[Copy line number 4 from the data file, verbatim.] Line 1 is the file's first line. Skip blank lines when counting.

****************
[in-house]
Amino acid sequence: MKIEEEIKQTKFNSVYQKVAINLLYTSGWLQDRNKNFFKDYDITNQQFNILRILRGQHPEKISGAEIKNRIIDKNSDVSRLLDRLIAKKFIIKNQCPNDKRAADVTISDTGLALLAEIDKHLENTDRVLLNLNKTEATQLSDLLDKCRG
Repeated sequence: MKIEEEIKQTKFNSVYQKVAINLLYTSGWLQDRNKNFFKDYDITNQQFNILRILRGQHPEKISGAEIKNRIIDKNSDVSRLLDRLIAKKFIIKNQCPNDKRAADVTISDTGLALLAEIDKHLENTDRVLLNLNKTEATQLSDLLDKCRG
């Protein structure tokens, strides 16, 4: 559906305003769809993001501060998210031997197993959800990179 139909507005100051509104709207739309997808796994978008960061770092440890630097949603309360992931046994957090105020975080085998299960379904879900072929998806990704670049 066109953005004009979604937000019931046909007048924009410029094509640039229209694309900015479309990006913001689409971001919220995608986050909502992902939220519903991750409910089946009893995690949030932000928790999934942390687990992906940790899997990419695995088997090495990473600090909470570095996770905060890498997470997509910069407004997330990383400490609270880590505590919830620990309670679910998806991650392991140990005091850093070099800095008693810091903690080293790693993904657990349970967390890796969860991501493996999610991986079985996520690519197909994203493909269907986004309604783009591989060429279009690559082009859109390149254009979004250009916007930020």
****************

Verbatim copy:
């Protein structure tokens, strides 16, 4: 559906305003769809993001501060998210031997197993959800990179 139909507005100051509104709207739309997808796994978008960061770092440890630097949603309360992931046994957090105020975080085998299960379904879900072929998806990704670049 066109953005004009979604937000019931046909007048924009410029094509640039229209694309900015479309990006913001689409971001919220995608986050909502992902939220519903991750409910089946009893995690949030932000928790999934942390687990992906940790899997990419695995088997090495990473600090909470570095996770905060890498997470997509910069407004997330990383400490609270880590505590919830620990309670679910998806991650392991140990005091850093070099800095008693810091903690080293790693993904657990349970967390890796969860991501493996999610991986079985996520690519197909994203493909269907986004309604783009591989060429279009690559082009859109390149254009979004250009916007930020």